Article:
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When I interviewed psychoanalyst/psychiatrist Arnold Goldberg to get his take on Anthony Weiner and Dominique Strauss-Kahn, I was surprised when he repeatedly referenced a female version—shopping—of “narcissistic behavior disorder,” the “psychological illness” from which, he speculated, both men suffered. (Goldberg stipulated more than once that he had never laid eyes on either man, much less treated them, “so all I can do is talk about similar kinds of patients that I have had.”)

Goldberg, 82, is the former director of the Chicago Institute for Psychoanalysis and current Cynthia Oudejan Harris professor of psychiatry at Rush University Medical School. To introduce the subject, the first exchange is from Part I of the Goldberg interview, and it’s followed by fresh questions and answers:

Carol Felsenthal: All of those hit by this affliction whom we’ve talked about today are men [In addition to Weiner and Strauss-Kahn], Eliot Spitzer, John Edwards, Bill Clinton, Arnold Schwarzenegger), most at the top of their games when scandal hit.

Arnold Goldberg: Please do not become a sexist, because women have problems just like this, but usually not in the sexual area. Shopaholics are notoriously narcissistic behavior disorders…. They’re mainly women. Most of the sexual misbehaviors are men.

CF: There’s a similarity in the behaviors of men and women who suffer from this disorder?

AG: They not only are very self involved, very concerned … with how they affect other people, …they also periodically misbehave. They misbehave sexually, they misbehave financially, they misbehave by lying, by stealing, by shopping…. My patient who did periodic shopping would spend incredible amounts of money, go deep into debt, and said she’d be pulled into a Gucci or a Prada store and would go into something like a dissociated state … and find herself buying, buying, buying;  afterwards feel, `What in the world happened to me?’

CF: Could the shopping lady or, say,  Dominique Strauss-Kahn, claim an insanity defense?  [The shopper was eventually caught shoplifting and, more seriously, stealing from her employer to finance her addiction.]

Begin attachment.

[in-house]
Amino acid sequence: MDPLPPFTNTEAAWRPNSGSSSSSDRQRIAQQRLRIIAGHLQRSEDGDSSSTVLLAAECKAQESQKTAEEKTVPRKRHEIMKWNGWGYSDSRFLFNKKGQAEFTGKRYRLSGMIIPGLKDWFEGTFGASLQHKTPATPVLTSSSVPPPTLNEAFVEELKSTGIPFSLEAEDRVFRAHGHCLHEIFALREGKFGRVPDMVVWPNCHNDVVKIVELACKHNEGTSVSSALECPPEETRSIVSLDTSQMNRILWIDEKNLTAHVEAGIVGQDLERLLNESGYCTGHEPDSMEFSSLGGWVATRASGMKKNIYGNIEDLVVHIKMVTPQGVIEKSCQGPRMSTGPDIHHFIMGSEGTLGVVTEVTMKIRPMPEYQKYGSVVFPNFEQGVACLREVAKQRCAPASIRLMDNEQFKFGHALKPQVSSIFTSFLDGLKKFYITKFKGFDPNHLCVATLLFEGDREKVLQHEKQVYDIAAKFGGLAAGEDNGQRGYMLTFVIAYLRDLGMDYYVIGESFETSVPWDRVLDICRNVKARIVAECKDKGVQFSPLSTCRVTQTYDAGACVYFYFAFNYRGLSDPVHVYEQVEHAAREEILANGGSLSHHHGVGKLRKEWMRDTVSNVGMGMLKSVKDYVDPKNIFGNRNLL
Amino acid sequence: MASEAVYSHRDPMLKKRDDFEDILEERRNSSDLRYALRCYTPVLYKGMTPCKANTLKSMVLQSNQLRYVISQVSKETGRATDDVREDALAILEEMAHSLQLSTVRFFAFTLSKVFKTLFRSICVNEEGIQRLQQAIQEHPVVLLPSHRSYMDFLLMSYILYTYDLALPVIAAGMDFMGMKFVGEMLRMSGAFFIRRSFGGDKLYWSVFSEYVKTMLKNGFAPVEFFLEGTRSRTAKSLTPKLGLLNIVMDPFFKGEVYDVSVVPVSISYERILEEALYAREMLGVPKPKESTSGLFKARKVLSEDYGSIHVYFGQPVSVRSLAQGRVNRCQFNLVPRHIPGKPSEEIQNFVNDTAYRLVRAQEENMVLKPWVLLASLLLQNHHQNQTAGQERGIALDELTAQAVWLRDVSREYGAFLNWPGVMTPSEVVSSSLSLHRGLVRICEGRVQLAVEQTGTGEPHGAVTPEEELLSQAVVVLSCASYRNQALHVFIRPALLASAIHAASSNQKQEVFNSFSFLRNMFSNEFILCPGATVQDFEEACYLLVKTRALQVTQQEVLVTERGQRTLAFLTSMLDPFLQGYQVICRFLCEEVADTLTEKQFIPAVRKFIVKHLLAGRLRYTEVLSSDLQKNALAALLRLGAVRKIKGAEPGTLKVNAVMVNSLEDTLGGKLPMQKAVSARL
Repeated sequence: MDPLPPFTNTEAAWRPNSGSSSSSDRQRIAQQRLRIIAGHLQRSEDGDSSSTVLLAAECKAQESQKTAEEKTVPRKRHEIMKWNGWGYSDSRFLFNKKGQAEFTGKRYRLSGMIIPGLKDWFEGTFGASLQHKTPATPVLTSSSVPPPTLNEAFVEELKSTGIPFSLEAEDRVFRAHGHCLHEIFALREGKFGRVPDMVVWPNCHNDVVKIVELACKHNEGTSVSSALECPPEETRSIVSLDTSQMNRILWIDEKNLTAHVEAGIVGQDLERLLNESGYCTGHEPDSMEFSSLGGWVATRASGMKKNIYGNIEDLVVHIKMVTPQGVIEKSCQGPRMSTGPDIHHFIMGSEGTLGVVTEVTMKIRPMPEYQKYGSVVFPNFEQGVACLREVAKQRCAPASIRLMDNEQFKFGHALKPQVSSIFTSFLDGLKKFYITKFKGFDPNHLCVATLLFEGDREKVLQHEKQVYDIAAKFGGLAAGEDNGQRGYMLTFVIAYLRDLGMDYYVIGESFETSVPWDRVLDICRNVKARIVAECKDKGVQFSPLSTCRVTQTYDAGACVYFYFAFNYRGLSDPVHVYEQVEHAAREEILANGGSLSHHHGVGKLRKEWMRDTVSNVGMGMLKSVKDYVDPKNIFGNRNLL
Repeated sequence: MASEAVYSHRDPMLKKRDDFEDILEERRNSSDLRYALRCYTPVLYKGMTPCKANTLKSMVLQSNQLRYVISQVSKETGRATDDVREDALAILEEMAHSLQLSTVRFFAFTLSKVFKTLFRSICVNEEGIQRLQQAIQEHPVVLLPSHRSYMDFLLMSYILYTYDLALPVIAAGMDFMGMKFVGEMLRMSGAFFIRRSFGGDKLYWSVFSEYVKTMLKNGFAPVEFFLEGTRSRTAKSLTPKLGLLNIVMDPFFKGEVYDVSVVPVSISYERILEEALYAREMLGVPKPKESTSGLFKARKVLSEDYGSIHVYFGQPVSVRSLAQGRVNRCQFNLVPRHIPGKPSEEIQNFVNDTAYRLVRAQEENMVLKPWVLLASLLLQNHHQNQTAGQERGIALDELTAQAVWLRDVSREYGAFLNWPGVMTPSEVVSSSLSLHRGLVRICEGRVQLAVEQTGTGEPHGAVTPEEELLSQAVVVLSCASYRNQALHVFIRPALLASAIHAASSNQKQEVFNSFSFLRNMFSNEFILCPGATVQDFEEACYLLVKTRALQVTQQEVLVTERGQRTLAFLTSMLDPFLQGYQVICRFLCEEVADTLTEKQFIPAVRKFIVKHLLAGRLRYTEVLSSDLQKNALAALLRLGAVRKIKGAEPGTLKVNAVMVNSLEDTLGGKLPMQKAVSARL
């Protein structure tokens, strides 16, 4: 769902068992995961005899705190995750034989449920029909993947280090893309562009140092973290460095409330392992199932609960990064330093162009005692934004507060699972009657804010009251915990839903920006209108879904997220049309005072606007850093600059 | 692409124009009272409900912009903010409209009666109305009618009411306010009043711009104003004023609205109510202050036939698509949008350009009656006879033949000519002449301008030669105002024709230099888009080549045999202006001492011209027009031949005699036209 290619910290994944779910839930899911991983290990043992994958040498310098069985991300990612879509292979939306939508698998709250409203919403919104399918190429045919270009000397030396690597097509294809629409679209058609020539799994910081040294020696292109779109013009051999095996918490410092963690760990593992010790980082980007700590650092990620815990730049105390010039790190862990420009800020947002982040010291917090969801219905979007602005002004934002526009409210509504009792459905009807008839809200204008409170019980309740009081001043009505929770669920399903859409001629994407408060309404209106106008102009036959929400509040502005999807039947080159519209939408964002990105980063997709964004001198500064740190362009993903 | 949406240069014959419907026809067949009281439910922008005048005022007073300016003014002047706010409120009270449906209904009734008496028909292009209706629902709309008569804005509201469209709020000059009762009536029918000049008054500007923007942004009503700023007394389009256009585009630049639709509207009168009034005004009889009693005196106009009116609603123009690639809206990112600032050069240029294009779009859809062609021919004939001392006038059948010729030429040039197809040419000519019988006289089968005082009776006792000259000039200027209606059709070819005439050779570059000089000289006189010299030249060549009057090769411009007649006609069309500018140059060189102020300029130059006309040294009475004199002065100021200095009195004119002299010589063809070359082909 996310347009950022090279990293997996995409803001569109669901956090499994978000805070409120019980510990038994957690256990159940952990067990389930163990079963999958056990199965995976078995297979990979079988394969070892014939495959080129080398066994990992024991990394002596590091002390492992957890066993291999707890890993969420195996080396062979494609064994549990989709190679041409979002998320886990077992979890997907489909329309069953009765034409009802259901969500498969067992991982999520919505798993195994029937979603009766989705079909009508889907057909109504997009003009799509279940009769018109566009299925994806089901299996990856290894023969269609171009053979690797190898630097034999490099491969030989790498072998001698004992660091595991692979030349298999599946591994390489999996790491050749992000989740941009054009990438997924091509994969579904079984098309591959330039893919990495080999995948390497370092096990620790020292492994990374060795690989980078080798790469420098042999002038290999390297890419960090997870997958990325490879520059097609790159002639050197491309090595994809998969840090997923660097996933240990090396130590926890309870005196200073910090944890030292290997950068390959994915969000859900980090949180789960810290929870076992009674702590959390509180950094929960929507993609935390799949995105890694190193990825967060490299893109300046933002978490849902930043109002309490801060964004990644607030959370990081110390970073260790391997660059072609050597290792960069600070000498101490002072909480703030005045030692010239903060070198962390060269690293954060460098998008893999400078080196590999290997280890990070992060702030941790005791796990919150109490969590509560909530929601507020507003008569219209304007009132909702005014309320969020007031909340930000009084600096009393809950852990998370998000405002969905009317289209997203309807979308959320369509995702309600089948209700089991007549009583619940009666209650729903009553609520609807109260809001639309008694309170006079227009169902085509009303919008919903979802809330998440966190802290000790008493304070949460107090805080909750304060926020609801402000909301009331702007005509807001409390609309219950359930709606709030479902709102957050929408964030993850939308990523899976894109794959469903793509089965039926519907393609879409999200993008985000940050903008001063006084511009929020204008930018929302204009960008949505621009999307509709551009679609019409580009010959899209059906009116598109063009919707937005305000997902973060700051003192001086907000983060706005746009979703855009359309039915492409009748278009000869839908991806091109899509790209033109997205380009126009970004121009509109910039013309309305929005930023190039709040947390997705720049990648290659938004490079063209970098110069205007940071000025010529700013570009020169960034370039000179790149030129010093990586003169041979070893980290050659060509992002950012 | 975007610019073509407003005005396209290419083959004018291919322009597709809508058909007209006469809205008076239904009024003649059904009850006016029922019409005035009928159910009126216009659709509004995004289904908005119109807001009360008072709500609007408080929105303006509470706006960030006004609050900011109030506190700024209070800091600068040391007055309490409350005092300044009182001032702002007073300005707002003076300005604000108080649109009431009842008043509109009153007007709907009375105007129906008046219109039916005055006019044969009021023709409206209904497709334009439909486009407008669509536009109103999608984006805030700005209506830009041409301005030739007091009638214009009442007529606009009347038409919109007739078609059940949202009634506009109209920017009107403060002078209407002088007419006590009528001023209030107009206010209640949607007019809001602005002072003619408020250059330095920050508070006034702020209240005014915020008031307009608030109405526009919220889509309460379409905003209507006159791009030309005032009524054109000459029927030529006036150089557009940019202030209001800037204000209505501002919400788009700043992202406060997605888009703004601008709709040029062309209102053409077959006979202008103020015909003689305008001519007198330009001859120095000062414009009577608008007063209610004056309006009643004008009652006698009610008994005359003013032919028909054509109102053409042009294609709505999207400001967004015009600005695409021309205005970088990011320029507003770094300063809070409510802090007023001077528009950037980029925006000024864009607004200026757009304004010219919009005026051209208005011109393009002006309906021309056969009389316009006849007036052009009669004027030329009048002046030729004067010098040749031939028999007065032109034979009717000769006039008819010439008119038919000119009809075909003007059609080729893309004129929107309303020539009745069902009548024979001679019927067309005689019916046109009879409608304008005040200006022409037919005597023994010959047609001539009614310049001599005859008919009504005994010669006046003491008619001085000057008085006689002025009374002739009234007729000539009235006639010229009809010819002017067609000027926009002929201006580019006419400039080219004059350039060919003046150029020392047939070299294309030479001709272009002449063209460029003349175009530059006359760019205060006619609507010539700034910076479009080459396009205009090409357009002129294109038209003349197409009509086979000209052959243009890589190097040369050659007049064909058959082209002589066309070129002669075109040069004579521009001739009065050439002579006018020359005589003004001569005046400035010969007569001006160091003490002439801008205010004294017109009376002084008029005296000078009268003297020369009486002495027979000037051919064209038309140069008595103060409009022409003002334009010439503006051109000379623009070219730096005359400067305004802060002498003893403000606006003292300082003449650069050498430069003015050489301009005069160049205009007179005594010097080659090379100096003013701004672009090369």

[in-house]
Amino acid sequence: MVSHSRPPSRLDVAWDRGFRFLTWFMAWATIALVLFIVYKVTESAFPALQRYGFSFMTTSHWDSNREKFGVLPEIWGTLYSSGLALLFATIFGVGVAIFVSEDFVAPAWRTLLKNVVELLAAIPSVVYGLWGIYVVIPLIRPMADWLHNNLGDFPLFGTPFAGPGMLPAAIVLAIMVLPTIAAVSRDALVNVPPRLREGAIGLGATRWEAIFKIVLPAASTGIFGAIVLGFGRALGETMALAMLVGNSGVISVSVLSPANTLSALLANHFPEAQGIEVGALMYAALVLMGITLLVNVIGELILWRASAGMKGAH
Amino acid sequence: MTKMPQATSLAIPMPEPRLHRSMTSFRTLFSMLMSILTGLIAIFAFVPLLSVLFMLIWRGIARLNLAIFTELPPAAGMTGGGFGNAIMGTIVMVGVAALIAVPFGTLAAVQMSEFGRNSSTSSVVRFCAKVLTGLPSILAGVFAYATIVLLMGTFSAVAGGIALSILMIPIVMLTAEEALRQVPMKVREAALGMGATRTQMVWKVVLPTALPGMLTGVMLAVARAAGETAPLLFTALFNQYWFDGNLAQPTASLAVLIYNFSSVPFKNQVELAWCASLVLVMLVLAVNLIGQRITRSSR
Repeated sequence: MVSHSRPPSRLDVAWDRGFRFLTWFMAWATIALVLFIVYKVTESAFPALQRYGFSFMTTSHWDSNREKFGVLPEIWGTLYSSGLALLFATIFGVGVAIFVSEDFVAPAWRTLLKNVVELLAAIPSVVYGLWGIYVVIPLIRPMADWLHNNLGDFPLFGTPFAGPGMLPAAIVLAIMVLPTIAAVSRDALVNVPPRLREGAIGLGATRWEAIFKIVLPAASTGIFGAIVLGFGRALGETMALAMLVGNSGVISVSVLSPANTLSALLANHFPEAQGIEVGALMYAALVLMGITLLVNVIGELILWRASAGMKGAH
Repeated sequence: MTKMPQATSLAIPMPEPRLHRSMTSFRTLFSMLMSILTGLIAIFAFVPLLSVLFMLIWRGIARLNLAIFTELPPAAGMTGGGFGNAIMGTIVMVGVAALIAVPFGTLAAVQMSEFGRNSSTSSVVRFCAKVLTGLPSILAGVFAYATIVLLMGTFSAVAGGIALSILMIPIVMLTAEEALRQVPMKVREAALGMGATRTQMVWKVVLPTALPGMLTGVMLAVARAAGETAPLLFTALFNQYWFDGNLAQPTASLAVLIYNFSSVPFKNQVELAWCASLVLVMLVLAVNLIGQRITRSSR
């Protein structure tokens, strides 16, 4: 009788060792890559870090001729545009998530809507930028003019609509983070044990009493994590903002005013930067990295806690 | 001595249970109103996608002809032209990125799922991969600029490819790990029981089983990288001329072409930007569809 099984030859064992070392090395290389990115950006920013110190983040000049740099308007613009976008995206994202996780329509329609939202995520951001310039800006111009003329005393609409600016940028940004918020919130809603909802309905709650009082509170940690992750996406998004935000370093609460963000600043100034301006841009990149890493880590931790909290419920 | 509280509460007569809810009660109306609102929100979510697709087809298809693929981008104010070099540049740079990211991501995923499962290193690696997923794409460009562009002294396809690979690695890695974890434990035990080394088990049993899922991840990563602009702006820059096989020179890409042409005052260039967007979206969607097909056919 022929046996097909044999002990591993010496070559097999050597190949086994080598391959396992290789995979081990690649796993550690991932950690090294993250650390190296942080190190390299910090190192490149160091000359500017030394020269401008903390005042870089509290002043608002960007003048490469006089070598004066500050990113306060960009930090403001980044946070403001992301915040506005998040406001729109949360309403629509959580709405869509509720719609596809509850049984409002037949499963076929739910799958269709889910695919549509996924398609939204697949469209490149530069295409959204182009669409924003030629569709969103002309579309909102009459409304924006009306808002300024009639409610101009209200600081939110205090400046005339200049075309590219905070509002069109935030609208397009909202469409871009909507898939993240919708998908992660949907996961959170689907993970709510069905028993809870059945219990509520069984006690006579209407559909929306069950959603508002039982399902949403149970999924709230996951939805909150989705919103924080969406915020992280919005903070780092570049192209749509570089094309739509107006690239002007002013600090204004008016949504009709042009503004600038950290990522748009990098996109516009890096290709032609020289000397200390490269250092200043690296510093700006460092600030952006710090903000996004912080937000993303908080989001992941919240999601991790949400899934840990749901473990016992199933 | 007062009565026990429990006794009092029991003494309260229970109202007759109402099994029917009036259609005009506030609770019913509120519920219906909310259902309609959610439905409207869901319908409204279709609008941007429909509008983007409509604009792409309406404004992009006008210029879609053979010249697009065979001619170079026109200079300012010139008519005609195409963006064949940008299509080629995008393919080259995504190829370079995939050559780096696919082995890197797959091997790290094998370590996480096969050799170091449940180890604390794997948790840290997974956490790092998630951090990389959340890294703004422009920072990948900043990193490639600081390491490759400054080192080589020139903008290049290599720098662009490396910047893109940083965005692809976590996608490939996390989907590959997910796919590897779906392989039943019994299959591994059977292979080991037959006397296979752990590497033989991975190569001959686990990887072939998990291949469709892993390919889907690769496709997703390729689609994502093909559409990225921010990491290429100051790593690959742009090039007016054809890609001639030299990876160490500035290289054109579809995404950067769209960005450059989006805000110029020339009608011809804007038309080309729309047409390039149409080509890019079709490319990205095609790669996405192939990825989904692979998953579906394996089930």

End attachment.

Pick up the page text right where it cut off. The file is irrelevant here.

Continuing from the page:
AG: Probably not, because for the most part the majority of their psychology is realistic. It’s the split off part that is crazy. With the shopping lady, and I mention her because she was in the newspaper and I treated her, we were able to get the judge to say you need treatment and she was successfully treated. …The point is for the most part she is absolutely disdainful and hateful for her behavior.  Yet when it happened it overwhelm[ed] her.

CF: Do women generally hide this shopping mania from their husbands?

AG: The sick person is very involved with what we call disavowal or denial, saying it’s not me, Jekyll and Hyde; Jekyll said that is not me. That is a foreign person. There’s also usually a great deal of denial on the partner’s part. They say …. `Who’s running up these credit cards?’ But they practice a great deal of denial as well … I remember the husband of my shopping lady would say to her, `Listen honey, before you shop, call me,’ and she’d turn to him and say, `But if I call you I won’t shop.’

CF: [When we discussed Dominique Strauss-Kahn, after stipulating, “I don’t know him; I’m not analyzing him,” Goldberg told me that the man who stands accused of sexually assaulting a maid in a New York hotel was likely feeling at a pinnacle of success in his life; often mentioned as the next president of France: “He gets very … narcissistically involved with his importance and specialness.” Goldberg added that people who act out usually do so “at points of success.”]  Was that true for you shopaholic patient?

AG: The shopping lady would go out and spend $100,000 after she was promoted.

CF: There are men who also shop?

AG: This university professor who used to steal books. He’d go in to the bookstore with this big raincoat—before they had these warning things on the books—steal books, take them home, put them in the closet, never read them. Shopping people are very interesting. …. [They] range from people who shop, bring it home,  and wear it; people who shop, hang it up in the closet, take it out and look at it and never wear it; people who shop, put it in the closet and never look at it; and … people who shop and never take it out of the bag, just bring it home and pile it in a corner.

You’d say this is crazy and they would admit it; it’s crazy behavior…..The shopping lady was mainly a very high functioning executive. The university professor was mainly a professor; it’s these periodic behavior disorders that erupt that they included themselves in hating and wishing it was not the case.

CF: What’s the status of the shopping lady today?

AG: She’s fine, she’s cured, she’s working, she’s happy, she doesn’t shop…. As she got better, she would go through the closet and say,  `Oh, my God, I have three of those white blouses.’


Photograph: jardenberg (CC by 2.0)